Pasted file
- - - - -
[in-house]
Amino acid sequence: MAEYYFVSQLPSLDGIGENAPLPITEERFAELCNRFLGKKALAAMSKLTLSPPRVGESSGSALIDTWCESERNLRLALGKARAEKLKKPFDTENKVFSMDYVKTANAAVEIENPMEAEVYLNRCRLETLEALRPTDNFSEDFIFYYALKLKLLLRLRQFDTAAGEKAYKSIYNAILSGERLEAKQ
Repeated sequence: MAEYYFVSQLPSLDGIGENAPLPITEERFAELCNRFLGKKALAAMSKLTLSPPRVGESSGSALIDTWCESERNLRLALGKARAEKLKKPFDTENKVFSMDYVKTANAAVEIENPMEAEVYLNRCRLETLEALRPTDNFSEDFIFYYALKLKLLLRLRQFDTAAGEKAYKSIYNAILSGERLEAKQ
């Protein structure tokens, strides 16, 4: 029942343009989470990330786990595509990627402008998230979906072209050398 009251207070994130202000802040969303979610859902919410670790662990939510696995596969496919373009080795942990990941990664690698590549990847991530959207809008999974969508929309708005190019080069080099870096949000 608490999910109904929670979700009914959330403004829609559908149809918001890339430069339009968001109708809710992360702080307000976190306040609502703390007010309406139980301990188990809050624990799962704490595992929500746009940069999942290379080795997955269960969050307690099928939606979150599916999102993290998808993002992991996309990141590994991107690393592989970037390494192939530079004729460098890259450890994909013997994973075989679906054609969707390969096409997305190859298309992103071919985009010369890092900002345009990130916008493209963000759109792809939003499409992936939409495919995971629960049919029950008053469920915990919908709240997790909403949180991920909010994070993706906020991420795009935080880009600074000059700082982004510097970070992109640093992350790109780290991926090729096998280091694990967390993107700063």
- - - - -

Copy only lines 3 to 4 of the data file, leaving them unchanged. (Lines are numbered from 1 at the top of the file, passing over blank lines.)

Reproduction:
Repeated sequence: MAEYYFVSQLPSLDGIGENAPLPITEERFAELCNRFLGKKALAAMSKLTLSPPRVGESSGSALIDTWCESERNLRLALGKARAEKLKKPFDTENKVFSMDYVKTANAAVEIENPMEAEVYLNRCRLETLEALRPTDNFSEDFIFYYALKLKLLLRLRQFDTAAGEKAYKSIYNAILSGERLEAKQ
């Protein structure tokens, strides 16, 4: 029942343009989470990330786990595509990627402008998230979906072209050398 009251207070994130202000802040969303979610859902919410670790662990939510696995596969496919373009080795942990990941990664690698590549990847991530959207809008999974969508929309708005190019080069080099870096949000 608490999910109904929670979700009914959330403004829609559908149809918001890339430069339009968001109708809710992360702080307000976190306040609502703390007010309406139980301990188990809050624990799962704490595992929500746009940069999942290379080795997955269960969050307690099928939606979150599916999102993290998808993002992991996309990141590994991107690393592989970037390494192939530079004729460098890259450890994909013997994973075989679906054609969707390969096409997305190859298309992103071919985009010369890092900002345009990130916008493209963000759109792809939003499409992936939409495919995971629960049919029950008053469920915990919908709240997790909403949180991920909010994070993706906020991420795009935080880009600074000059700082982004510097970070992109640093992350790109780290991926090729096998280091694990967390993107700063």